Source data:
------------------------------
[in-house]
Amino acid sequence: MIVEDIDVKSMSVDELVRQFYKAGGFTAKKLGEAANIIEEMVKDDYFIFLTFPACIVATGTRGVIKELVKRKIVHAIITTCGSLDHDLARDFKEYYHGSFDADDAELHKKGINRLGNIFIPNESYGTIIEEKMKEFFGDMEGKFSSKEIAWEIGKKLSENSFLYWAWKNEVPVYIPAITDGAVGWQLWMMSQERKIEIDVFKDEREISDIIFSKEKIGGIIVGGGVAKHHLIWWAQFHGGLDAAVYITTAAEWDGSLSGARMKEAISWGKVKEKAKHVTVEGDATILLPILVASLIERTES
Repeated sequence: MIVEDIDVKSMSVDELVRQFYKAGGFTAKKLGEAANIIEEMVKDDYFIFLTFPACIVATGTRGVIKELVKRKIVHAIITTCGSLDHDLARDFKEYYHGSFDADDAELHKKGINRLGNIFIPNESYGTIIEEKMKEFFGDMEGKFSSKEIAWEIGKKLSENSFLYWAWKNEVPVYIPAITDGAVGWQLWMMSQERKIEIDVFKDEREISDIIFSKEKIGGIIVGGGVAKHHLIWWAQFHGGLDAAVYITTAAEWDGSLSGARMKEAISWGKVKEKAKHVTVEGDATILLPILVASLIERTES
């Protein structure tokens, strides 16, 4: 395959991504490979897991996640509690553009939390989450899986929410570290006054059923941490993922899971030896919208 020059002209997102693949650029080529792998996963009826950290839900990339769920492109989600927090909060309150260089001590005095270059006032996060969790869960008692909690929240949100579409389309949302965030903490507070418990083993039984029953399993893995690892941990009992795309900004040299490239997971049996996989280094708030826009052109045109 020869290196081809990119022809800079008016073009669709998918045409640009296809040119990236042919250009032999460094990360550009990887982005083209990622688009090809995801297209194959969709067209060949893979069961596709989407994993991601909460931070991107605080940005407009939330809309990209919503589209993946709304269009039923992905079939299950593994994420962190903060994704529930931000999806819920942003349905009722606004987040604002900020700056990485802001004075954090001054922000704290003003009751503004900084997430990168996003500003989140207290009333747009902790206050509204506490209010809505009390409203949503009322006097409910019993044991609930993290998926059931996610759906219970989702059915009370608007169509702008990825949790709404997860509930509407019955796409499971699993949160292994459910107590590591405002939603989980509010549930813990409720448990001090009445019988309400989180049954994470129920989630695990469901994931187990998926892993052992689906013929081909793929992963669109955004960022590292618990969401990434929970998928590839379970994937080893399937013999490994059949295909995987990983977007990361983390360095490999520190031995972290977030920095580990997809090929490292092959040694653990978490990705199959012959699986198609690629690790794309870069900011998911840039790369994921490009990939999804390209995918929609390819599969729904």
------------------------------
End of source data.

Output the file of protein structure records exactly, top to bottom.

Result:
[in-house]
Amino acid sequence: MIVEDIDVKSMSVDELVRQFYKAGGFTAKKLGEAANIIEEMVKDDYFIFLTFPACIVATGTRGVIKELVKRKIVHAIITTCGSLDHDLARDFKEYYHGSFDADDAELHKKGINRLGNIFIPNESYGTIIEEKMKEFFGDMEGKFSSKEIAWEIGKKLSENSFLYWAWKNEVPVYIPAITDGAVGWQLWMMSQERKIEIDVFKDEREISDIIFSKEKIGGIIVGGGVAKHHLIWWAQFHGGLDAAVYITTAAEWDGSLSGARMKEAISWGKVKEKAKHVTVEGDATILLPILVASLIERTES
Repeated sequence: MIVEDIDVKSMSVDELVRQFYKAGGFTAKKLGEAANIIEEMVKDDYFIFLTFPACIVATGTRGVIKELVKRKIVHAIITTCGSLDHDLARDFKEYYHGSFDADDAELHKKGINRLGNIFIPNESYGTIIEEKMKEFFGDMEGKFSSKEIAWEIGKKLSENSFLYWAWKNEVPVYIPAITDGAVGWQLWMMSQERKIEIDVFKDEREISDIIFSKEKIGGIIVGGGVAKHHLIWWAQFHGGLDAAVYITTAAEWDGSLSGARMKEAISWGKVKEKAKHVTVEGDATILLPILVASLIERTES
């Protein structure tokens, strides 16, 4: 395959991504490979897991996640509690553009939390989450899986929410570290006054059923941490993922899971030896919208 020059002209997102693949650029080529792998996963009826950290839900990339769920492109989600927090909060309150260089001590005095270059006032996060969790869960008692909690929240949100579409389309949302965030903490507070418990083993039984029953399993893995690892941990009992795309900004040299490239997971049996996989280094708030826009052109045109 020869290196081809990119022809800079008016073009669709998918045409640009296809040119990236042919250009032999460094990360550009990887982005083209990622688009090809995801297209194959969709067209060949893979069961596709989407994993991601909460931070991107605080940005407009939330809309990209919503589209993946709304269009039923992905079939299950593994994420962190903060994704529930931000999806819920942003349905009722606004987040604002900020700056990485802001004075954090001054922000704290003003009751503004900084997430990168996003500003989140207290009333747009902790206050509204506490209010809505009390409203949503009322006097409910019993044991609930993290998926059931996610759906219970989702059915009370608007169509702008990825949790709404997860509930509407019955796409499971699993949160292994459910107590590591405002939603989980509010549930813990409720448990001090009445019988309400989180049954994470129920989630695990469901994931187990998926892993052992689906013929081909793929992963669109955004960022590292618990969401990434929970998928590839379970994937080893399937013999490994059949295909995987990983977007990361983390360095490999520190031995972290977030920095580990997809090929490292092959040694653990978490990705199959012959699986198609690629690790794309870069900011998911840039790369994921490009990939999804390209995918929609390819599969729904």